[box cover]


The man who turned Glenn Close into a bunny boiler in Fatal Attraction and bathed Demi Moore and Woody Harrelson in a bedful of money in Indecent Proposal returns to his favorite subject matter — infidelity — with Unfaithful (2002), an erotic, dramatic thriller that's both steamy and thought-provoking. Loosely basing the film on Claude Chabrol's 1969 French classic La Femme Infidèle, director Adrian Lyne explores the motivations behind — and complicated consequences of — a suburban housewife's torrid affair with a handsome stranger. When Connie Sumner (Diane Lane) literally runs into Paul Martel (Olivier Martinez) during a blustery day in Manhattan, she isn't looking to cheat on her boyishly rumpled husband, Edward (Richard Gere). They're happy, if somewhat set in their ways, and she loves him. But sensual, exotic Paul proves irresistible, and despite her conscience, Connie is soon sneaking off for passionate afternoon trysts in the city. As her obsession escalates, Edward gets suspicious, and eventually the increasingly tense situation implodes. But despite its melodramatic storyline and intense sex scenes, Unfaithful is much subtler than Lyne's previous forays into the world of infidelity, and the film is the better for it — Unfaithful's silences say more than Moore's entire voiceover in Proposal. Lane has some amazing moments as Connie; the raw play of emotions across her face in the wordless love-scene-flashback sequence on the train is exquisite. Gere is also impressive; there was a time in his career when he might have played the forbidden stranger, but here he makes Edward's steadfast devotion to Connie utterly believable and sympathetic. We don't just want Connie to go back to him because it's the right thing to do, but because he's worth going back to. Fox's DVD release of Unfaithful takes the viewer even further inside the characters and their motivations; most of the extras revolve around thoughtful interviews and analysis from Lyne and his stars. There's a full-length director's commentary (Lyne is well-spoken and urbane), as well as scene-specific comments from Lane and Martinez, talking-head interviews with the three stars, a "making-of" featurette, and a segment from The Charlie Rose Show featuring Lyne, Gere, and Lane. Also on the must-see-extras list is a set of 11 deleted scenes (with optional commentary from Lyne), which includes an alternate ending that, for better or worse, removes the ambiguity of the theatrical finale. All of the cut sequences are worth watching; with the exception of the changed ending, none would have seemed out of place in the final film. Other goodies include an engaging editing featurette, the theatrical trailer, Lyne's script notes (sometimes indecipherable, unfortunately), and previews for upcoming Fox films. The anamorphic transfer (2.35:1) beautifully showcases the lush photography, and the DD 5.1 audio is strong and clear (other options include Spanish and French 2.0 Surround tracks and English, French, and Spanish subtitles). Keep-case.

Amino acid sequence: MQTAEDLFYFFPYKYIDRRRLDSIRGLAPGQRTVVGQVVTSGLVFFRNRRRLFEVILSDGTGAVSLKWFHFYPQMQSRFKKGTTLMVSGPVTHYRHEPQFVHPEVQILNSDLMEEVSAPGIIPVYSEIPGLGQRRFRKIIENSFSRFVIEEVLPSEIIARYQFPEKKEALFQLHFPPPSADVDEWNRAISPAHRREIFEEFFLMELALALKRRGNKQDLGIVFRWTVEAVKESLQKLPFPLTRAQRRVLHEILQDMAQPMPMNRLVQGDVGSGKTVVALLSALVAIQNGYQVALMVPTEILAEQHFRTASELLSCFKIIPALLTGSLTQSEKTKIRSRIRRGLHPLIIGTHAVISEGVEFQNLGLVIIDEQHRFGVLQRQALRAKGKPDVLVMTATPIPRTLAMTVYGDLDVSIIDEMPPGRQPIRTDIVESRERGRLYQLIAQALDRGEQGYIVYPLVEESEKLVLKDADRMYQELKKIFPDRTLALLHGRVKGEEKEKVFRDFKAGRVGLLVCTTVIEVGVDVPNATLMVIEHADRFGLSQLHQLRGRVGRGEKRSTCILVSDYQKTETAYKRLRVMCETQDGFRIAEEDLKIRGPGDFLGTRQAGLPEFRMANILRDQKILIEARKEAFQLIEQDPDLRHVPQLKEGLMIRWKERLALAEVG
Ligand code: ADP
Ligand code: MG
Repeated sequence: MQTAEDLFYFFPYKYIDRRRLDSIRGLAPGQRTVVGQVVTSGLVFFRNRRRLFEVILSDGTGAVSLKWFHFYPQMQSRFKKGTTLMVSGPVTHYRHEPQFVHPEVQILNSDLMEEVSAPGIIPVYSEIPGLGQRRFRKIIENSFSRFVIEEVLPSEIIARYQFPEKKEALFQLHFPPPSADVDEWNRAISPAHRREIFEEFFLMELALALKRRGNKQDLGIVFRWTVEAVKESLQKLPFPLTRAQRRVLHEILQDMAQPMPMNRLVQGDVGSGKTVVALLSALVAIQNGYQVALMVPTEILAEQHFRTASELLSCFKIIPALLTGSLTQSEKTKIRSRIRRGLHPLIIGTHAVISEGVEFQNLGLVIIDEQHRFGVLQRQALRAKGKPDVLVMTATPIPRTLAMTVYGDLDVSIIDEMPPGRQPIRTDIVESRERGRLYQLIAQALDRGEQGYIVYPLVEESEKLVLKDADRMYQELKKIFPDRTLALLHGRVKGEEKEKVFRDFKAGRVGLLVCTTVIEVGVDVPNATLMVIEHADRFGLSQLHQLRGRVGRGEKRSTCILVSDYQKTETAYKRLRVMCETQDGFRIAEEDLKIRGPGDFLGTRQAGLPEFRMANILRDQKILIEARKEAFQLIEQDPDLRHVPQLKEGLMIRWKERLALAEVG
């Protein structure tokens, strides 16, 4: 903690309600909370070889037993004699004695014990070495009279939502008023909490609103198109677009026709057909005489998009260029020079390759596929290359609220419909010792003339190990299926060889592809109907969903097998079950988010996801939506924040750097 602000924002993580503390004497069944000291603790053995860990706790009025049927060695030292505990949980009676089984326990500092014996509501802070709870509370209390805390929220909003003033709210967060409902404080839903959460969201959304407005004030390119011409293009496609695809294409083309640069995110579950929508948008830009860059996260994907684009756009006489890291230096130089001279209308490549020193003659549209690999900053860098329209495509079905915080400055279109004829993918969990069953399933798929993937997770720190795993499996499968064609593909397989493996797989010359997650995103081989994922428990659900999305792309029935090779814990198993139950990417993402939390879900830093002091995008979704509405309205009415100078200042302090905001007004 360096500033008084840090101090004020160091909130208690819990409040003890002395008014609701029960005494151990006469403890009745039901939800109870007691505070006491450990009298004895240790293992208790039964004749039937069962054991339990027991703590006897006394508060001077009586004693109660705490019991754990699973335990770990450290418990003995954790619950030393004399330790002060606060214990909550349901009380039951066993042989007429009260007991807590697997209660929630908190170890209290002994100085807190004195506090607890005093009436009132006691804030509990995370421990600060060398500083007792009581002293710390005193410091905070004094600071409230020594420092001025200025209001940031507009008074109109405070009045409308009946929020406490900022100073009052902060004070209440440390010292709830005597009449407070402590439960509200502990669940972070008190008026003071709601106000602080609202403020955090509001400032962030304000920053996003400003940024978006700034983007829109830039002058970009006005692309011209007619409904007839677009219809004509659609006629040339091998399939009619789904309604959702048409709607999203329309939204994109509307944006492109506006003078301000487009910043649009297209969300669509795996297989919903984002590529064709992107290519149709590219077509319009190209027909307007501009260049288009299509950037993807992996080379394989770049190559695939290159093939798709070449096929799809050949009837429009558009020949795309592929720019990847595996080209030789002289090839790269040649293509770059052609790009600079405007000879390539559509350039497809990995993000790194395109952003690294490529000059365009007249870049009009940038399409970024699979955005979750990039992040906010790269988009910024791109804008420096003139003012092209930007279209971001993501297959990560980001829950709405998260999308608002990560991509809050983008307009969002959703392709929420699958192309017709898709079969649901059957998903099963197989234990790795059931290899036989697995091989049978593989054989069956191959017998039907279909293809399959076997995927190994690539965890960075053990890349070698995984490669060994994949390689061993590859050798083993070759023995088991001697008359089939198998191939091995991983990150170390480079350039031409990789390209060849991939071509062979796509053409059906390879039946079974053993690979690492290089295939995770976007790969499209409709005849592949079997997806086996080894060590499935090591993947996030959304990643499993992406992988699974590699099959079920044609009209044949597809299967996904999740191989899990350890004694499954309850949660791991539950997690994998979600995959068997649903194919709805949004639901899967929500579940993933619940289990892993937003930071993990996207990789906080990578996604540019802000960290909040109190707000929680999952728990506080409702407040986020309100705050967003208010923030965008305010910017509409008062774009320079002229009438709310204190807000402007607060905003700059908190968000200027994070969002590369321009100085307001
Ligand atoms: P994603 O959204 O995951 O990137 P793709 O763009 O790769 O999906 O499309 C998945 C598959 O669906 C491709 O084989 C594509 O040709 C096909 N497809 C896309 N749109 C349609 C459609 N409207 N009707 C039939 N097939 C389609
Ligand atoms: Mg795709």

—Betsy Bozdech

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